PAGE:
Also, like when we used the space ball, we do not have a real, physical ball when we are teaching. However we must be just as aware and in tune to where the ball is in our classroom. The analogy really resonated with the students, and several people came up with extensions that I hadn’t even considered.

    On day 2, we were discussing how to deal with negativity in the classroom. Several of the classes are mandatory for all H&R Block tax professionals, so it is not uncommon to run into one or two students who complain and refuse to participate. So I had the class do a “Rainbow of Desire” for the unwilling participant to bring to light the many motivations and contributing factors to this attitude.

    Before the activity, several of my students admitted to a prejudice against such students in assuming that they felt themselves to be superior to others and thus above participating. However, in doing the rainbow of desire we explored other possibilities, like feeling sick, being tired (often people come straight from their day jobs to a three-hour course that doesn’t end until 9 or 10 PM), having home issues, being nervous about participating, etc. It was amazing to hear the change in attitude among my students from “Those people are just hopeless cases, there’s nothing you can do,” to real discussion about ways to make our classes safe and welcoming environments for this type of student.

    If I had had more time, there were so many more games we could have played that would have been very relevant, but unfortunately I was already condensing 12-hours of H&R Block Instructor Training into 8 hours, and we ran out of time. But the games we were able to play had a noticeable impact, and I had several students thank me for the fresh perspective and fun we had in class.

    Hope everyone has fun teaching/learning this semester! I can’t wait to hear the ways that y’all use the theater games in your classrooms!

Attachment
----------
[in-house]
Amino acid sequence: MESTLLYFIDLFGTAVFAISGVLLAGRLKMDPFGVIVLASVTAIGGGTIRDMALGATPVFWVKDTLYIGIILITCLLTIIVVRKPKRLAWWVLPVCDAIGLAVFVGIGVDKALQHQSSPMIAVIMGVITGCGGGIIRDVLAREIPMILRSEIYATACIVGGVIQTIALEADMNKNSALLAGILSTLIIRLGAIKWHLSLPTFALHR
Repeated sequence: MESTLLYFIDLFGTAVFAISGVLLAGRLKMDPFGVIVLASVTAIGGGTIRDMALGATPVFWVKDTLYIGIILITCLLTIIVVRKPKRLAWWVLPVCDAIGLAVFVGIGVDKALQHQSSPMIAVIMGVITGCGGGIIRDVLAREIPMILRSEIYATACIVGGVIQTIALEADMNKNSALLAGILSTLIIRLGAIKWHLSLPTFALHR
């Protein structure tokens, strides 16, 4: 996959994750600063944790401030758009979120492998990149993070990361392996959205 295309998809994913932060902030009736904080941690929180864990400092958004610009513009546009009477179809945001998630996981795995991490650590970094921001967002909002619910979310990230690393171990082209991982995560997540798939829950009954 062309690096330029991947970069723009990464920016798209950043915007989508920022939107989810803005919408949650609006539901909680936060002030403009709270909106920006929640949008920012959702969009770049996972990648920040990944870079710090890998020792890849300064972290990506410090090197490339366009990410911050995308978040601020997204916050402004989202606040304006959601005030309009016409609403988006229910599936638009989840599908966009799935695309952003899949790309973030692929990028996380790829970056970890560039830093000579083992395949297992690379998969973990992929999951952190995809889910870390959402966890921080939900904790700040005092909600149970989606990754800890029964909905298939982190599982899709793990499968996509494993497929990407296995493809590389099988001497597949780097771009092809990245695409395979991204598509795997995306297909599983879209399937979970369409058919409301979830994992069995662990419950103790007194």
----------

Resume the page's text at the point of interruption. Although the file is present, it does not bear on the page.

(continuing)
~Amy “Aimer” Atkinson


  3. Jennifer August 13, 2011 at 11:24 pm

    Hello everyone! How great it was to look through the videos posted and remember all of our fun and learning. It reminded me of more games I want to bring into my second grade classroom. For now, I wanted to share my experience with the name game with my students. I have 17 7 years olds and you just never know what they are going to do or say. I did the name game on the first and second day of school and it was a HUGE hit! Even the new kids felt like they were part of the family instantly and we all had a great time. One funny thing that happened during the game, I was first and did my example and then the child right next to me went into the circle and said his name (CXXXX) and then grabbed his pants and thrust his pelvis towards us and said “equipment” in a very interesting manner. I asked him what he meant and he said like the equipment belt his dad used to work around the house. You can imagine the scene as we imitated his movement and voice for the next 18 times. My principal came in to observe in the middle of it and let out a little giggle after we all got to CXXXX…eQUIPment. Funny!

    Next up is explosion tag and maybe a little space dodgeball. I had forgotten that one but after seeing the video I think it would be a great “brain break” to get everyone up and moving and the blood flowing. Amy I loved your entry, isn’t it great to hear from the students how much they have learned from this type of thing? I can’t wait to hear from everyone else!

    Joyous Jennifer